Opening the Airway…Speaking and Breathing Easier with Laser Cordotomy
Paralysis of your vocal cords affects more than your ability to speak; it also restricts your breathing and turns any physical activity into a struggle for air. When vocal cords or folds are immobile due to trauma, disease, arthritis or other causes, they become “fixed” in position less than one-eighth of an inch apart, a space too small for easy breathing.
A new laser procedure that expands the airway is now offered by otolaryngologists (physicians specializing in the treatment of ear, nose, and throat disorders) in Cleveland Clinic Voice Center. This procedure, known as laser cordotomy, can significantly improve your ability to breathe while maintaining vocal quality, and is available at only a handful of medical centers nationwide.
How We Speak
The voice box, or larynx, is made up of cartilage joined by ligaments, muscles, and two flaps of tissue called vocal cords or folds. Normally, the vocal cords, which lie over the top of the windpipe or trachea, move together to allow speech. The vocal cords separate to allow air to pass in and out of the trachea for breathing. Muscles surrounding the larynx control the opening and closing, length and tension of the vocal cords. As the column of air passes through the larynx, the tensed vocal cords vibrate. These vibrations produce sounds that are then shaped into words by the mouth and tongue.
Causes of Vocal Cord Problems
Vocal cord paralysis or impairment can result from radiation therapy, injury during surgical procedures, neurological disorders, arthritis of the joints between the cartilages of the larynx, or from problems present at birth. Paralysis of both vocal cords, for example, is a rare but major complication of thyroid surgery.
Traditional or Conventional Treatment
Traditional surgical techniques used to treat vocal cord paralysis have some serious consequences. One technique focuses on removing some of the cartilage of the larynx to open up the airway. Because of early postoperative swelling, this procedure also requires a tracheotomy, a temporary opening in the windpipe. A tracheostomy allows you to breathe and retain a serviceable voice, but it creates other problems, including the risk of infection. Another traditional treatment option, surgically pinning aside one vocal cord to create an expanded airway, results in improved breathing but leads to a breathy (weak) voice.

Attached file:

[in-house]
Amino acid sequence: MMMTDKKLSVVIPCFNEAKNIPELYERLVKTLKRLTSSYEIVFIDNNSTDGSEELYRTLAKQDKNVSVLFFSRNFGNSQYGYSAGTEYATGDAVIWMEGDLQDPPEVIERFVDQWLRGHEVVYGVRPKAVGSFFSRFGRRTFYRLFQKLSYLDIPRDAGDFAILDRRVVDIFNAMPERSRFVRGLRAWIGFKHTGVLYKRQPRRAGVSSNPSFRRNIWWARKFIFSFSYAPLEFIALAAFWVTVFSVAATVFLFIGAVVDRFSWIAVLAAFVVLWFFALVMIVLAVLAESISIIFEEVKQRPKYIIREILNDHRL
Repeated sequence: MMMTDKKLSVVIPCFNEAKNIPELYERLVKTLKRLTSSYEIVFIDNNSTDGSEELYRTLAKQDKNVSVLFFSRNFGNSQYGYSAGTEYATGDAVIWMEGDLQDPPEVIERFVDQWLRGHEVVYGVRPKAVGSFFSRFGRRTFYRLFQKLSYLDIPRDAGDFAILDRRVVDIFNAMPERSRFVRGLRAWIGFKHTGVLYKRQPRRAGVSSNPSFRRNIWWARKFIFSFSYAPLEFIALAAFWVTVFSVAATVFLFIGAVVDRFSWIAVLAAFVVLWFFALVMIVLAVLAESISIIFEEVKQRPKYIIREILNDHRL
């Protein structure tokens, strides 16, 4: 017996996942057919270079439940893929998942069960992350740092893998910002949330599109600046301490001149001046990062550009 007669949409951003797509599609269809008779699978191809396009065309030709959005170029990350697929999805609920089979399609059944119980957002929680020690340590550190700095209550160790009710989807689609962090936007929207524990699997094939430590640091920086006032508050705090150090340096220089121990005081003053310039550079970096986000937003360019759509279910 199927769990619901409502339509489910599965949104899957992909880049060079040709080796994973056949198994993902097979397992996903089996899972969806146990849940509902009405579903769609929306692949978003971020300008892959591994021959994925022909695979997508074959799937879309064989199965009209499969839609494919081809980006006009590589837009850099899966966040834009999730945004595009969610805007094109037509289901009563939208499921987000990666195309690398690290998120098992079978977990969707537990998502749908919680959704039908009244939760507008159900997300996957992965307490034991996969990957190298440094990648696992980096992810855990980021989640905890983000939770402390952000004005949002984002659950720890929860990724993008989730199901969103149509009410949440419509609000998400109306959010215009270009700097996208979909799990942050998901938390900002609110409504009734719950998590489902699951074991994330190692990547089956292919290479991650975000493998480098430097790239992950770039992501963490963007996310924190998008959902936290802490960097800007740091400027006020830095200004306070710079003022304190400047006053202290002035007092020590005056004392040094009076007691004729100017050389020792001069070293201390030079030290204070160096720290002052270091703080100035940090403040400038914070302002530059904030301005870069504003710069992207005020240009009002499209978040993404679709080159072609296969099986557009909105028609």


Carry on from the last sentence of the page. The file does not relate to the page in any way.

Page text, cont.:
An Improved Technique
Laser cordotomy offers appropriate patients an alternative to these traditional surgical techniques. This innovative procedure permits breathing without a tracheostomy and without removal of cartilage. Just as important, it also allows you to maintain a good quality voice by preserving the most significant vocal fold relationships.
What to Expect
All laser cordotomy patients undergo a preoperative assessment to evaluate breathing and vocal cord activity. This assessment includes measurements of sound, air flow and force, as well as your own impression of your vocal quality and breathing ability.
Working together with other Voice Center specialists, the speech and language pathologist examines the airway and documents its size by videotaping the vocal cords before and after the procedure. Prior to treatment, vocal quality varies, depending on the nature and severity of the problem. Vocal quality, pitch and loudness are also reassessed after the procedure.
With the patient under general anesthesia, the surgeon uses a focused laser beam to make an incision in one vocal cord. The cord then stretches along the cut edge, opening the airway. Unlike traditional surgical techniques, the laser-separated edges heal quickly with very little scar formation to impair voice quality.
Patients undergoing laser cordotomy at Cleveland Clinic can expect to be hospitalized for 23 hours. General anesthesia is used during the procedure and antibiotics and steroids are prescribed during the three-month healing process. Very few people may require two laser cordotomies to achieve the best possible result.
Benefits of Laser Cordotomy
Although laser cordotomy may not be the answer for everyone with vocal cord paralysis, it offers benefits for many people.
- improves breathing
- maintains good vocal quality
- preserves the cartilage of the larynx and the ability to swallow
- eliminates the need for a tracheostomy
If you have been treated for bilateral vocal cord paralysis with a tracheostomy, you may now be eligible for laser cordotomy and closure of your tracheostomy.
This information is for educational purposes only and should not be relied upon as medical advice. It has not been designed to replace a physician’s independent judgment about the appropriateness or risks of a procedure for a given patient.
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